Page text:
There are a lot of theories about what sharks are and aren't attracted to, with humans always trying to figure out what they should and shouldn't have in the water to stay safe from attack.
But the answers around whether or not sharks are attracted to light are murky.
This debate is renewed in "The Meg," this summer's shark movie that disturbs a prehistoric shark with bright submarine lights. Throughout the film, light is used both to attract sharks toward unsuspecting people and also to direct sharks away from others by distracting them with lights.
How realistic is the sharks' affinity for light?
Well, it depends on the kind of light. For example, "Mythbusters" tested how sharks respond to flashlights. First, they swam without any light at night and attracted six sharks. Then, they pulled out the flashlights and attracted so many sharks that they had to get out of the water.
The team concluded that the sharks' keen sense of electricity (which helps them hunt) also picks up on the electric pulses of the flashlights.
Another reason light could attract sharks has to do with how its prey responds to light. According to Discovery, light from ships can illuminate feeding zooplankton, which brings out the whole food chain from zooplankton on up to sharks.
It becomes a feeding frenzy.
Nature reported that fishing boats actually use big lamps specifically for this purpose because it draws their catch out of the deep and to the surface.
Florida Museum also cautions swimmers to avoid wearing jewelry that can glint in the water and look like fish scales.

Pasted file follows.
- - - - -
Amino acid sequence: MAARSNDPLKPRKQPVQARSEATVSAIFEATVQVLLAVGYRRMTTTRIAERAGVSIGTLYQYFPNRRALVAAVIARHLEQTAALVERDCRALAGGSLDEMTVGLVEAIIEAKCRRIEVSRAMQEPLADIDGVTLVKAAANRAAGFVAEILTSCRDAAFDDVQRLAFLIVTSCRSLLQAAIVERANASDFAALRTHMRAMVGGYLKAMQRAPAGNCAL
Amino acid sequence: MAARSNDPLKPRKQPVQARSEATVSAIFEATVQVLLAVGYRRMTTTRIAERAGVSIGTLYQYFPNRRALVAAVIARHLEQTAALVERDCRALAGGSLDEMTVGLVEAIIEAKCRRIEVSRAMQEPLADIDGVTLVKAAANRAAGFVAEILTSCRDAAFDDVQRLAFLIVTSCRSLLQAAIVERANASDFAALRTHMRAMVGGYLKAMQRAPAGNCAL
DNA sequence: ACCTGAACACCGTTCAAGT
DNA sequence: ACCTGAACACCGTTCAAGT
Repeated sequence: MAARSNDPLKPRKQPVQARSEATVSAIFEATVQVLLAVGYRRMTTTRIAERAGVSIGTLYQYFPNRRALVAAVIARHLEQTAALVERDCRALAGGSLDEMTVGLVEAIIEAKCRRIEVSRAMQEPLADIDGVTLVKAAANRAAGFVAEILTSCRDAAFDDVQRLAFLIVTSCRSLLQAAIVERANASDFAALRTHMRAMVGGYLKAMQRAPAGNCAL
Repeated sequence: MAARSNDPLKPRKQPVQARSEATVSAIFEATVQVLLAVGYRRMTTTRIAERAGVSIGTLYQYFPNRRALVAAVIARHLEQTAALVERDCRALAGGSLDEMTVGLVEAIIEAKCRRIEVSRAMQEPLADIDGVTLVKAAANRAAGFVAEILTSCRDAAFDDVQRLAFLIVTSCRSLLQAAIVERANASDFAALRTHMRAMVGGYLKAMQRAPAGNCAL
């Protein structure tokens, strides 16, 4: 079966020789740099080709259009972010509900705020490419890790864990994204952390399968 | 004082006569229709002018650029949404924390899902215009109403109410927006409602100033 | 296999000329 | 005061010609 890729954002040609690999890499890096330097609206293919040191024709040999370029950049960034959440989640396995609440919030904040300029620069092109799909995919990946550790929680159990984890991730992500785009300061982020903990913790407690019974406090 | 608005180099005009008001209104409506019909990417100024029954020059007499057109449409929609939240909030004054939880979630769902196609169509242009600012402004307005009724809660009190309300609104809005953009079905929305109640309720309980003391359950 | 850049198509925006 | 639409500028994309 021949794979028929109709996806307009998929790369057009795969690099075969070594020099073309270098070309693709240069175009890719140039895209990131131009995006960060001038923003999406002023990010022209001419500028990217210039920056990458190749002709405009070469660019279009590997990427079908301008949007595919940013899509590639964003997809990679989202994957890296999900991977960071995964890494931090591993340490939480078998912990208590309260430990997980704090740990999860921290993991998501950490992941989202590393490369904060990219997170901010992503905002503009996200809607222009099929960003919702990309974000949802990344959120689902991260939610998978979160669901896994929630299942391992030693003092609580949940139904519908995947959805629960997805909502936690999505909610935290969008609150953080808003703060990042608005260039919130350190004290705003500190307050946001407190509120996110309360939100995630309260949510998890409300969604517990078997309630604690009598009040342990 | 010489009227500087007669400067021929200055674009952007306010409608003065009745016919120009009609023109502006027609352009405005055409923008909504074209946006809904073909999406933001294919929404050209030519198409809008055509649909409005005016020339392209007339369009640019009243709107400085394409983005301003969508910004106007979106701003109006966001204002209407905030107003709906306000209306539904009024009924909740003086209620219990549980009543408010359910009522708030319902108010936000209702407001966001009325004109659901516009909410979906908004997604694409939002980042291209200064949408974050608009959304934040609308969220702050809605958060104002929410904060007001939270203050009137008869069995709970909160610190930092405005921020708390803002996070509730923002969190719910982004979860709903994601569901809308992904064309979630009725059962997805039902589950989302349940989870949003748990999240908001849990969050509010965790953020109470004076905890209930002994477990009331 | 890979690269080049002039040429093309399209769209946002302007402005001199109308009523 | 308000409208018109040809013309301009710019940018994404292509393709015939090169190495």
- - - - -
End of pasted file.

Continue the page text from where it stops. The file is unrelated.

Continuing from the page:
Still, there are also scientists who say that light can help repel sharks.
Dr. Nathan Hart has studied shark eyesight and behavior extensively. He's the one who discovered that sharks are colorblind and therefore can only distinguish contrast, not color.
As Azula previously reported, that finding was key to his role in developing wetsuits and surfboard stickers that are striped to break up the person's silhouette.
The lines make it look less like a tasty seal from below.
Now he's testing lights to see if they can do the same thing.
According to The Australian, Hart attached "a system" of LED lights to the underside of a surfboard. Early tests found it to have a 100 percent success rate at confusing and deterring sharks from attacking.
Hart believes this works because it breaks up the outline of the board and the shark can't figure out if it's prey or not, so it leaves it alone.
But before you go strapping your own lights to yourself and your surfboard, Hart cautions that the pattern and brightness of the lights makes all the difference.